In Gulliver’s Travels (1726), the land of Lilliput is gripped by a furious controversy about hard-boiled eggs. Should they be opened at the big end or the little end? The opposing sides slaughter and persecute each other over the issue. Jonathan Swift was satirizing the absurdities of religious dispute in his day and the wars it caused between different sects. There’s a special term for this phenomenon: odium theologicum, or “hatred among theologians.” Because there is no objective means of establishing truth in theology, the only definitive argument is force.
Centuries later, the modern left is full of atheists and secularists who have no time for religious nonsense like that. Instead, they conduct furious controversies about chairs and haircuts. Two giants of the British left, Richard Seymour and Laurie Penny, have recently been excoriated as racists, colonialists and white supremacists:
But… wait a minute, you might ask. What was it that Seymour and Penny did to bring down this rain of criticism on their heads? Did they invade a country? Or did they lynch someone?
No. Seymour was talking about that chair – you know the one that looks like it is a black woman, that Roman Abramovich’s girlfriend had herself photographed sitting on for the [London] Evening Standard. Seymour did not say he liked the chair. He said it was racist. But he made the terrible error of pointing out that some sex play involved racial acting out (which is a bit outré, but not actually an endorsement of racial oppression).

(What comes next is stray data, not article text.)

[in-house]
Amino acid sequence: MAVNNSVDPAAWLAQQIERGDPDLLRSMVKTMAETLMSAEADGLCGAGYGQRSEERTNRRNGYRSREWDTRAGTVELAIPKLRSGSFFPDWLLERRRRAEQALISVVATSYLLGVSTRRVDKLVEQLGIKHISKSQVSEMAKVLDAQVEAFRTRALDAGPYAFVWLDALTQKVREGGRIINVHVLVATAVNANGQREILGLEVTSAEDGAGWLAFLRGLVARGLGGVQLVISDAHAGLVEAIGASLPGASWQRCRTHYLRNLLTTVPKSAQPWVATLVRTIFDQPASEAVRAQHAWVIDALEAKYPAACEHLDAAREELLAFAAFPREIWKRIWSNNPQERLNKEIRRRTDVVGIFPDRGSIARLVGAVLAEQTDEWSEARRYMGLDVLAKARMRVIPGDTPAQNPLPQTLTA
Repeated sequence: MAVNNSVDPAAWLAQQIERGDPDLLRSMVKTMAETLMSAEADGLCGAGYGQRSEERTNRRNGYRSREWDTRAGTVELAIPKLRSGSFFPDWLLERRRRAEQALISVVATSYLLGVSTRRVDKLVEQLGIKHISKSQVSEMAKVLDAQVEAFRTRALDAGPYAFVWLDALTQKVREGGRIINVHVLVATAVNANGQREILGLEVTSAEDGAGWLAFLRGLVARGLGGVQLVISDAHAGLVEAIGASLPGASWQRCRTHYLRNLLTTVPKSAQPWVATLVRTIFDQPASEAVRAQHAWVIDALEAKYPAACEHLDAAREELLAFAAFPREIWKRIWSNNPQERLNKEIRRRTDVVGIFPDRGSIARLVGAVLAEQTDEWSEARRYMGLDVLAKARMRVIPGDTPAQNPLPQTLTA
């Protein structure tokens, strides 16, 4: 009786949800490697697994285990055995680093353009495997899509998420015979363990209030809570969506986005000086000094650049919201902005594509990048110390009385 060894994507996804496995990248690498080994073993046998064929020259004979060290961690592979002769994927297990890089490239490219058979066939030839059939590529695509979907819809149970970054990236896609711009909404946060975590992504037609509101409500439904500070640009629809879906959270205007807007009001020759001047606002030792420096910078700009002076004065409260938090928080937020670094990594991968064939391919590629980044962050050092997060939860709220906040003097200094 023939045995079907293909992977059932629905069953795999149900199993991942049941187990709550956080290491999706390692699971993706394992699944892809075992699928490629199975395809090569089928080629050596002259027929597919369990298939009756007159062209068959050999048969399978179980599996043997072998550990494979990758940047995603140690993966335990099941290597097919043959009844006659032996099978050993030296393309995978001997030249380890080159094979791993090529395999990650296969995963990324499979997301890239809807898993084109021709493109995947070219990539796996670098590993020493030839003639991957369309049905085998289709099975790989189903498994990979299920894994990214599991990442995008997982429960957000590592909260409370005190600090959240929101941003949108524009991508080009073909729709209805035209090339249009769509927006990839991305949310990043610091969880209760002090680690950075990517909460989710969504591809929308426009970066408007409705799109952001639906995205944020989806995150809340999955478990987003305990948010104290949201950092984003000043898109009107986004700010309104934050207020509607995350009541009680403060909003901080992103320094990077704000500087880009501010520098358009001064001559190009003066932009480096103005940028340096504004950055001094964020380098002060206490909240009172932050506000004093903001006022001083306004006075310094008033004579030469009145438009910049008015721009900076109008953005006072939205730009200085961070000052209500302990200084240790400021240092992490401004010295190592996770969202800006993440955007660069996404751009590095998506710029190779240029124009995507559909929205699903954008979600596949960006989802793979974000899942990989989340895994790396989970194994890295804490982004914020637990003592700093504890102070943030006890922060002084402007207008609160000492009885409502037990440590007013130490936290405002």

Penny’s crime was even greater: she wrote an article in the New Statesman about short hair being (a bit of) a feminist statement… except that she did not say anything about the hair of “Women of Colour.” Yes, that’s right: Laurie Penny’s article “does not include any mentions (even as a side note) of WoC hair issues.” (Further adventures in intersectionality, The Charnel-House, 31st January 2014)